“Yeah, and that is the Aboriginal viewpoint. That we started here, and our race began here - they didn„t come here from another place on Earth, as anthropologists would have you believe.
My personal point of view is, the anthropologists are coming from their `Christian‟ view point believing humans began in Eden and that is Ethiopia -the humans then came down around the world. But we say well there was a dual evolution involved. They say evolution began in Africa but we say no, it started here with us.”
“You spoke about the famous aboriginal David Uniapon. Is he saying that he believes star peoples were ancestors, or is that from the Dreaming stories?” I ask.
“It‟s from the Dreaming stories. If you have a look on the fifty-dollar note you will see David‟s likeness and his inventions portrayed on it, like the cross blade shear and designs of a helicopter based on Leonardo De Vinci‟s designs.
He spoke Greek and Latin and translated Aboriginal Stories into Greek and Latin. David also had a pet invention of perpetual motion, that nobody wanted to know about, which is a great shame.”
“Gerry, David Uniapon also tells the Dreaming stories of animals coming to this Earth from the stars is that right?”
“Yes, well they came from - they were created by Baiame, by Wollumbin, or by whatever Deity was in a particular area. In some areas the Deity was a man and in some place it was a women.
So for instance at the top end of Australia you have the creator as Warramelangi who is a female who had dilly bags around her neck to collect oysters and fish. She came out of the sea and mud formed around her feet and so she was able to form a landmass. That tells the story of how she went down as far as Melangi in Northern Territory creating the landscape as she went. In fact that is covered by one of the first documentaries that I was involved in called, “The Land My Mother.”
In other places like New South Wales and other parts of Queensland as well, they talk about Baiame and Baiame is a sky hero. Now Baiame would come to Earth from up there to teach the clever fellas how to fly, and so when some one was being trained in the magic arts, they were being visited from another world.”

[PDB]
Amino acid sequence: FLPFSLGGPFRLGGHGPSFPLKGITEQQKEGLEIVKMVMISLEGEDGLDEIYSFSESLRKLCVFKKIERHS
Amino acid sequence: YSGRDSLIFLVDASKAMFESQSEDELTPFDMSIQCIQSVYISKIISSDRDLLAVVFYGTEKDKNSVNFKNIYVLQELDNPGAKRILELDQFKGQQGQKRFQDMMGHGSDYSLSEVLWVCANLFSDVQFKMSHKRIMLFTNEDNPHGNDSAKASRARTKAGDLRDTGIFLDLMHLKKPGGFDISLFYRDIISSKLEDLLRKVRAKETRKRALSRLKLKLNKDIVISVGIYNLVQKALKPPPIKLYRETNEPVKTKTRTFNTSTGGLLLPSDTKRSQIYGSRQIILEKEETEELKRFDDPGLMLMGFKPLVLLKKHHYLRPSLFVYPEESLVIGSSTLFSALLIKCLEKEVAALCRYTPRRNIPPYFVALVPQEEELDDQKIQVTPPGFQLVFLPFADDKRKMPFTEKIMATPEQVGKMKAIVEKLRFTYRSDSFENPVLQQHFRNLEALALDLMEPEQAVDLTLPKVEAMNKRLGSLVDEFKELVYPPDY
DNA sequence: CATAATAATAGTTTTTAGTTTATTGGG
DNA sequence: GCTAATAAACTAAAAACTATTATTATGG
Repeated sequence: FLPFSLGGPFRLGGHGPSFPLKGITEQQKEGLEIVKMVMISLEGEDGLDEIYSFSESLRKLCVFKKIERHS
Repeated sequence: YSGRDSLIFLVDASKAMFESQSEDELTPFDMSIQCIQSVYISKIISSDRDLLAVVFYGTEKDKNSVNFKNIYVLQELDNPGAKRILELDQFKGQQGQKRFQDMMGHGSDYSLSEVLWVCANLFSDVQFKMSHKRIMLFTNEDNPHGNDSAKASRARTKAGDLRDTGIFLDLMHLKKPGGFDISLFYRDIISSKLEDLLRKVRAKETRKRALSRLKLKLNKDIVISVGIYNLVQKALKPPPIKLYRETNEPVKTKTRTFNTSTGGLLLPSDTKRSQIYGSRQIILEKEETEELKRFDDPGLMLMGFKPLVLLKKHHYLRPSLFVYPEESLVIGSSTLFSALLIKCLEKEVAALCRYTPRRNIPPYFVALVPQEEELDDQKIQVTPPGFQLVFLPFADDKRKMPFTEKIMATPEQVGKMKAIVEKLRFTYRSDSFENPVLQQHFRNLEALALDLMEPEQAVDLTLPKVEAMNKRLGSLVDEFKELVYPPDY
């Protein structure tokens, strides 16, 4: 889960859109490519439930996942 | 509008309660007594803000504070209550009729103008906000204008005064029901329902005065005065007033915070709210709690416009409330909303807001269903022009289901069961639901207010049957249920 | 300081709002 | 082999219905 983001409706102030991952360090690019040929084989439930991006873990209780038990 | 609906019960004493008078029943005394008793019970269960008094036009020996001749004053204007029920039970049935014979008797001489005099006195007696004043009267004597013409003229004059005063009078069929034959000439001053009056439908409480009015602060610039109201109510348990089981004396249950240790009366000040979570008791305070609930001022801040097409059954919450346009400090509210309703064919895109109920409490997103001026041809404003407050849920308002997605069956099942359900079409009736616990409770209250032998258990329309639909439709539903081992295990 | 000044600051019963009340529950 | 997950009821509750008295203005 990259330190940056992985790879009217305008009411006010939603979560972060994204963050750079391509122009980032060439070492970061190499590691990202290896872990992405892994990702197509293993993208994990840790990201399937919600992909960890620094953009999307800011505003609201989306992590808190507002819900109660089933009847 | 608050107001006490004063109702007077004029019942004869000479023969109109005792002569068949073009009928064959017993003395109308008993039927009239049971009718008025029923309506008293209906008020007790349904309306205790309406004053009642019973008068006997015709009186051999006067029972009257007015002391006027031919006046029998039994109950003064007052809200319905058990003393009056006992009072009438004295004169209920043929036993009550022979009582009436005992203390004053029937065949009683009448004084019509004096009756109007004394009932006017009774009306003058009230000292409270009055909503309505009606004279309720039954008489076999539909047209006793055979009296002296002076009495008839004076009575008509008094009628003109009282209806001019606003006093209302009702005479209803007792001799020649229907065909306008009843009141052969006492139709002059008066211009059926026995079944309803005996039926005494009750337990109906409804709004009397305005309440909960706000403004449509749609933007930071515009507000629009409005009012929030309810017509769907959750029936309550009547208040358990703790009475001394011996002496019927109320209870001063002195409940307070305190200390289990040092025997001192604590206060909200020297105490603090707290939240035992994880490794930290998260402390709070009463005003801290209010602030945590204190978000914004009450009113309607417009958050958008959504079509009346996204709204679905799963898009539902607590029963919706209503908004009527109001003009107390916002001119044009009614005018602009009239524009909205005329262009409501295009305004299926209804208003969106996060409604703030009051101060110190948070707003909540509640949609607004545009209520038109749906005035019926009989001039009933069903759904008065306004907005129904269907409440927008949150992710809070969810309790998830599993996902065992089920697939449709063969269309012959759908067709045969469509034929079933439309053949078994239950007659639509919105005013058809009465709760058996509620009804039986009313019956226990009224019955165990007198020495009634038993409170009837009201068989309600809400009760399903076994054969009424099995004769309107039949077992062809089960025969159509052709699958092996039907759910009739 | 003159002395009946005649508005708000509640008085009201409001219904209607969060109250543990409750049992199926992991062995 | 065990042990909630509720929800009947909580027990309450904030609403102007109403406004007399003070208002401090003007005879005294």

“Gerry, we saw balls of elemental lights at a friend‟s property and believe we were looking at fairies playing on the water. The digital camera showed photos of wisps of energy looking like large angelic beings standing there also. Are they what Aborigine would call min min lights?”
“Yeah, I have seen them caught on a digital camera and if they are bright you can see into them and see geometrical patterns. In some Aborigine ceremonies you can see balls of Light, and there are so many it is like sitting in a bubble bath.
“My first memory of anything like that was when I was about 3 or 4 years old and Grandma took me to the water‟s edge at night to show me the Ghost Fisherman. It was a red light floating on the water - zig zagging across the water.
She said „See that, that‟s the ghost fisherman, he is looking for souls. They are dead finish. Don‟t come down to the water at night by yourself.
“In my healings I use the colour red light going through the crystal that enhances the healing energy. It shatters lumps in people - it is good for scattering the energy. It softens the lump and disperses it.”
“Gerry, in the Western world people speak of seeing angels, do the Aborigine people see angels or something like that?”
“No, basically it is Light - Spirit is Light and that is why min min Lights are accepted as Spirit people. It depends on the training of how you see Spirit. You might see a Being such as Jesus but that is how some would recognize the energy, of how your brain transforms it into an image that you would recognize the energy.”
“Yes, that would be like different countries having a different language explaining the same thing. I understand that Gerry.”
The delicious aroma of the curry dinner John was cooking called to us to stop – it was time to eat.
While Gerry was visiting I suggested that we try a regression to which he agreed. We knew already that he had the memory of being a star person going into the water at Broken Bay and dying there. We wanted to see if he could remember any more.
I asked him to go back to the time of where he was at his home planet. The one they had to leave.
He said, “The sun wasn’t yellow – it was blue, with blue rays.” He said, “Mikhail was from this planet. That the blue energy was what he saw when he gave healing's. I think it was Venus.
He then proceeded to describe being back on the starship. They wore cloaks of different colours that had collars that stood up high around and half way up the back of the head. They don’t have hair. They had very large black eyes, no eyelids as such. They had an inscrutable look – an expression that the Chinese have. Like the eyes are half closed and they slant. “
“Do they still have the long face?”
“Yes. He listened to them speaking and found the language very similar to the Pentecostals. He felt that the ship was from a different time span as if they had projected them there.
Its like there are three distinct races of people. Like they’re our type - no hair, slanted eyes, long faces. I get the feeling hair grew after eating the blue light. He remembered it was more important for the race to leave their planet for the sake of their young. The other two races were Draconian and Lizard like.”
. . . . . . And she is a weaver too.Nine-year-old Lauren Jarrett was playing with her six siblings when a car came rolling down the dirt track to her family's Glenreagh home.
Stolen Generation woman's journey to healing.
READ FULL STORY HERE ABOUT LAUREN'S JOURNEY